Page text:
Since it is June, a traditional month to celebrate brides, grooms, trousseaux, and the blessed state of matrimony, Mrs Daffodil will be addressing many of her efforts to stories of bridal fads, fancies and phantoms.
We began last June’s series with this essay on choosing an agreeable husband. Now there comes a novel proposal from a concerned public servant about a way for men to signify eligible bachelorhood.
There was a time when we believed that the fate of the nation was secure so long as Philadelphia stood proudly at the post of propriety. We believe so still, but unfortunately Philadelphia herself seems to have been lured into frivolous ways and to be in danger of losing her proud place as the national mentor. We have it on the authority of Mr. Joseph Rogers, who is the assistant
public prosecutor, that there are married men in Philadelphia who are so lost to all sense of decency as to conceal the fact that they are already prisoners on parole and who have the effrontery to join the quarry for the sake of the exhilarating scamper, with the hunt in close pursuit. It is dreadful to record such things of Philadelphia, but we have always had our suspicions that things are not quite what they seem in the Quaker City.
But all may yet be well if Mr. Rogers is allowed to have his way. Would that the country were full of just such stalwart officials as Mr. Rogers, who can be trusted to frame a law inside of about two minutes, or to suggest an ordinance that will nip all frivolities in the bud and almost before they have begun to crack the shell. These metaphors are somewhat mixed, but enthusiasm always acts upon us in that way.
Mr. Rogers has sent out a circular advising that all unmarried men be required
to wear a button or a badge as evidence of their unclaimed position. In this way the pursuit could be more intelligently directed and many a woman would be spared the disappointment that sometimes crowns a long and desperate chase.
The proposal has merits. There is a sporting element about it that appeals to us. In the first place it would bring a measure of relief to the married man, who has troubles enough already without the constant vigilance that should devolve only upon the free. On the other hand, it would impose no real
hardship upon the bachelor, who is presumably young and agile and whose running capacities should be at their prime. It is among the requisites of a good hunt that the scent should be strong and that there should be no cross trails. By the adoption of the bachelor button the married man would be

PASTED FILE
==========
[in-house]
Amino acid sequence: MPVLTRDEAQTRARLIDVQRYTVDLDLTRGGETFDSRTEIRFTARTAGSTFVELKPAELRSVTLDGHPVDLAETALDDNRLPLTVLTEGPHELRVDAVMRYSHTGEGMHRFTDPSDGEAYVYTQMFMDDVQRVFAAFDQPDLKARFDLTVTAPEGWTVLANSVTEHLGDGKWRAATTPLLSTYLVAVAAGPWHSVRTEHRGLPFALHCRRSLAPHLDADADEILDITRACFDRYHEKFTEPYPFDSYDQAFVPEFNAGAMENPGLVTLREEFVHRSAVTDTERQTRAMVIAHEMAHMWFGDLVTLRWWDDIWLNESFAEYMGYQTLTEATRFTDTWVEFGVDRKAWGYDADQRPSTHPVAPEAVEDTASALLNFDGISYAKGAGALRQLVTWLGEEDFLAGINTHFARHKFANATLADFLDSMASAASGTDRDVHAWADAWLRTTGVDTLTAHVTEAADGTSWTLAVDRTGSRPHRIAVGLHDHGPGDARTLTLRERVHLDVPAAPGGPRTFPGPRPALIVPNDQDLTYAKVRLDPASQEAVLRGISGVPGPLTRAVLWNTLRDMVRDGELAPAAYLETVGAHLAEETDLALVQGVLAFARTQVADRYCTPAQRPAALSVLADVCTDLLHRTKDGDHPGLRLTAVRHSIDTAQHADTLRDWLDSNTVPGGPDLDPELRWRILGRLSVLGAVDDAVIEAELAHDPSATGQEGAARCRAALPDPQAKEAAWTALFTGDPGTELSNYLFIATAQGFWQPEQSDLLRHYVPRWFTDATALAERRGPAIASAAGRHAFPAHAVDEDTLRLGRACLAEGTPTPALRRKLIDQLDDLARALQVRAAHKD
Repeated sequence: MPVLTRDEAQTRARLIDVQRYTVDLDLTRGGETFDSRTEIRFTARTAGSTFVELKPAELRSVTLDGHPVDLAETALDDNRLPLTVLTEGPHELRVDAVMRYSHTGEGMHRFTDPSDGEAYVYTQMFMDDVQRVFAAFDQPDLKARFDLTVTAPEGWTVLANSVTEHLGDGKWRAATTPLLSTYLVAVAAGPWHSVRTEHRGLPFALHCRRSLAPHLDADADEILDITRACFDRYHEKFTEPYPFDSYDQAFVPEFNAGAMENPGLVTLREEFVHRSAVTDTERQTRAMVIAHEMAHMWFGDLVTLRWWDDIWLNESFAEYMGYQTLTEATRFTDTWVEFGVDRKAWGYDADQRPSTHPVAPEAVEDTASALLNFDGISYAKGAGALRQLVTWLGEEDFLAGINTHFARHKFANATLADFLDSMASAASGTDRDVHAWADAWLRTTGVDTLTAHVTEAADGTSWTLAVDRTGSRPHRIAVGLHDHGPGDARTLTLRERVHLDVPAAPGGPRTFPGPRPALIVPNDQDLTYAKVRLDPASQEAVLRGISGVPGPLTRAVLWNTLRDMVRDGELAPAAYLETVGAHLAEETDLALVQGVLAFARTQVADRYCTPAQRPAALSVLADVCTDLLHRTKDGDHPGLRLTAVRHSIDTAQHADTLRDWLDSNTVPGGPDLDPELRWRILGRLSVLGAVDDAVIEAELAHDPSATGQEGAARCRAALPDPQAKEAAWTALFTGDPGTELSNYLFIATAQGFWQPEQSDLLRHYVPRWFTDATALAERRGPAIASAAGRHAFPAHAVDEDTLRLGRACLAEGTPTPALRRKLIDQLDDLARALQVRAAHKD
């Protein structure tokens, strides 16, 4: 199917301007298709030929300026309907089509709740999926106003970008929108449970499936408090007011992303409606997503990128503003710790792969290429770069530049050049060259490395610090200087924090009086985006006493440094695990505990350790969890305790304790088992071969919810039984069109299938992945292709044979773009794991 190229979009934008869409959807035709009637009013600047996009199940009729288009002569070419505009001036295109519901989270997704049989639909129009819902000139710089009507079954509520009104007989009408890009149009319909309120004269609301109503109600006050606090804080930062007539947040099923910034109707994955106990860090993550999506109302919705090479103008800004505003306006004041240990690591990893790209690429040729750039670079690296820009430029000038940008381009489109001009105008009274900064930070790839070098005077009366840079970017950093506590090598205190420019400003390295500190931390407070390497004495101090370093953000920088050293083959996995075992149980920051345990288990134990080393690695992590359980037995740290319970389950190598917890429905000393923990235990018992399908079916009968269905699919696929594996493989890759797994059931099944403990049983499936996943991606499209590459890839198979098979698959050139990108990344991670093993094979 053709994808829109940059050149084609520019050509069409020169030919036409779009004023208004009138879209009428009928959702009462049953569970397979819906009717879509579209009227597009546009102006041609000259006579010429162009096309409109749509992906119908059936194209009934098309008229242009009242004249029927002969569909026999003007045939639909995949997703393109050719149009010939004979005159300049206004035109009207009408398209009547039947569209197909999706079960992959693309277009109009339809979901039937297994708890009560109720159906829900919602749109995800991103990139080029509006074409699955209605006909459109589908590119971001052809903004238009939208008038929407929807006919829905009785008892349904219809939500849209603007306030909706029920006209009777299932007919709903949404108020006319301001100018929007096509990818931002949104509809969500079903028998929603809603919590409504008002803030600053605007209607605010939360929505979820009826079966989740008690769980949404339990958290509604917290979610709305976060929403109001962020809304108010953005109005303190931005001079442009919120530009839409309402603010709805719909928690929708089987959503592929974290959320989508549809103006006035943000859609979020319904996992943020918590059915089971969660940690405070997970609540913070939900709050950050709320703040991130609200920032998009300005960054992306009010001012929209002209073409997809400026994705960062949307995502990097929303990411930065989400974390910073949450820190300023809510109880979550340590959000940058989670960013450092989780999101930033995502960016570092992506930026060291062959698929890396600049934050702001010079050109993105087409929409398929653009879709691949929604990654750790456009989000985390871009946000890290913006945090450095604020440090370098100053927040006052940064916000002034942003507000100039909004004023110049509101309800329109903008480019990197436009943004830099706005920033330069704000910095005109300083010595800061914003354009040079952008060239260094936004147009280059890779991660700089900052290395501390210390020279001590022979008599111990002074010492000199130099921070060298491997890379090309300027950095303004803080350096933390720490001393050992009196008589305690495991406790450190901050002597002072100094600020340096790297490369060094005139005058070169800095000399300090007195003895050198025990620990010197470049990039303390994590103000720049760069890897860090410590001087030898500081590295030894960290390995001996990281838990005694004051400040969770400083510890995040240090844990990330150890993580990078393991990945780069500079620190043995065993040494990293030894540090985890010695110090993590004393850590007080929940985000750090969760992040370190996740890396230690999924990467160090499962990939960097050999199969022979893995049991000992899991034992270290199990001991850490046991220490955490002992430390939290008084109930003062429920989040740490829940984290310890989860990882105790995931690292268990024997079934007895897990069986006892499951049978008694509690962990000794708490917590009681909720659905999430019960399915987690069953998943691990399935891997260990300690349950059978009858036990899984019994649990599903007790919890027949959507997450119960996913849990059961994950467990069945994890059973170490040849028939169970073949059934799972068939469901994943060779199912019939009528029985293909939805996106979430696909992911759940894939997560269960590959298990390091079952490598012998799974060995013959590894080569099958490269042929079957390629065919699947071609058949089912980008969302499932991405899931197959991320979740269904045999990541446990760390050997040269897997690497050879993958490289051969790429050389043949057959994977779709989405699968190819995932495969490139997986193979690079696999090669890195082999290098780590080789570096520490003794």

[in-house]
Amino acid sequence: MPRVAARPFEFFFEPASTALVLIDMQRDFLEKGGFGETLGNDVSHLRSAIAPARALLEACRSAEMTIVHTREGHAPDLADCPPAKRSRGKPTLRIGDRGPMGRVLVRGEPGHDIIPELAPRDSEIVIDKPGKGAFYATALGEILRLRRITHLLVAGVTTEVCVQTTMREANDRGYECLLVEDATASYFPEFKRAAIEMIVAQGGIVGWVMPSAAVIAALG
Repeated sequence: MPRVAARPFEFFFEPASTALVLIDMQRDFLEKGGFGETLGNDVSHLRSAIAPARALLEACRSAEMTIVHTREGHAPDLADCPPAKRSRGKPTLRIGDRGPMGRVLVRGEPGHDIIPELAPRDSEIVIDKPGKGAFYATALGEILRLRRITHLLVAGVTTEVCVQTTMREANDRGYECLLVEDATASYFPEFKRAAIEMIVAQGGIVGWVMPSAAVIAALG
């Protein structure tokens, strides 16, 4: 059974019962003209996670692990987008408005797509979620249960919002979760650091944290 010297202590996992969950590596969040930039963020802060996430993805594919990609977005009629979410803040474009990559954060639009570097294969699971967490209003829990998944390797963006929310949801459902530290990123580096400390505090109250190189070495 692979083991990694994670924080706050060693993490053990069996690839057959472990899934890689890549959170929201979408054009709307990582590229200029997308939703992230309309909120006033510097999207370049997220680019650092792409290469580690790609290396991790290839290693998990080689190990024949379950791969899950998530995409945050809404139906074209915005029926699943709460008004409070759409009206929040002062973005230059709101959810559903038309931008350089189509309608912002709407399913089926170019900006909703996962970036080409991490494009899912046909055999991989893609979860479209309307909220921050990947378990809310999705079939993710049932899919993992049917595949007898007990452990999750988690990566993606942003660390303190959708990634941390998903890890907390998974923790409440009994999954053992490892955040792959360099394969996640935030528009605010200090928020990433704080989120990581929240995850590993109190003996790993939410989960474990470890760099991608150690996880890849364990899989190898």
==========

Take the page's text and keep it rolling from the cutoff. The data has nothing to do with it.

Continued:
able to appear in full daylight, while the youthful and athletic bachelor would understand that his safety depended upon his power of sustained flight.
Mrs. Kendal, the celebrated English actress, has been interviewed upon this point, and of course she raises all kinds of objections. She states that whether you put a badge upon the men or upon the bachelors it must kind of a badge that won’t come off.
Many men. she reminds us, wear wedding rings, but some one once told of a German — the story is vastly improbable, but possibly true — who slipped away from home one evening under the pretense of seeing a man about a dog and who came home after nine o’clock with his wedding ring in his waistcoat
pocket. Now what good is any kind of a button, asks Mrs. Kendal, that can be slipped on and off in a moment? Obviously none at all. So she suggests that a ring through the nose would be more efficacious. Let the insertion of the ring by a competent blacksmith be a part of the wedding service, and this could be made into quite a pretty little ceremony by the aid of the anvil chorus. A
husband thus ringed would not only be secure from pursuit and annoyance, but also from temptation, while the ring would be invaluable in the enforcement of domestic discipline.
The Argonaut 23 March 1912.
Mrs Daffodil’s Aide-memoire: Mrs Daffodil supposes that the most obvious “bachelor button:” a button-hole ornament of Centaurea cyanus, is also easily donned by the “prisoners on parole” who wish to feign a state of single blessedness.
Previously we have read about the “fad” of nose-rings, which was proposed by a female of a certain notoriety and moral flexibility. In an age struggling with the notion of equal rights for the sexes, one should not be surprised to find an equally demeaning proposal to ring husbands’ noses as well.
Mrs Daffodil invites you to join her on the curiously named “Face-book,”where you will find a feast of fashion hints, fads and fancies, and historical anecdotes.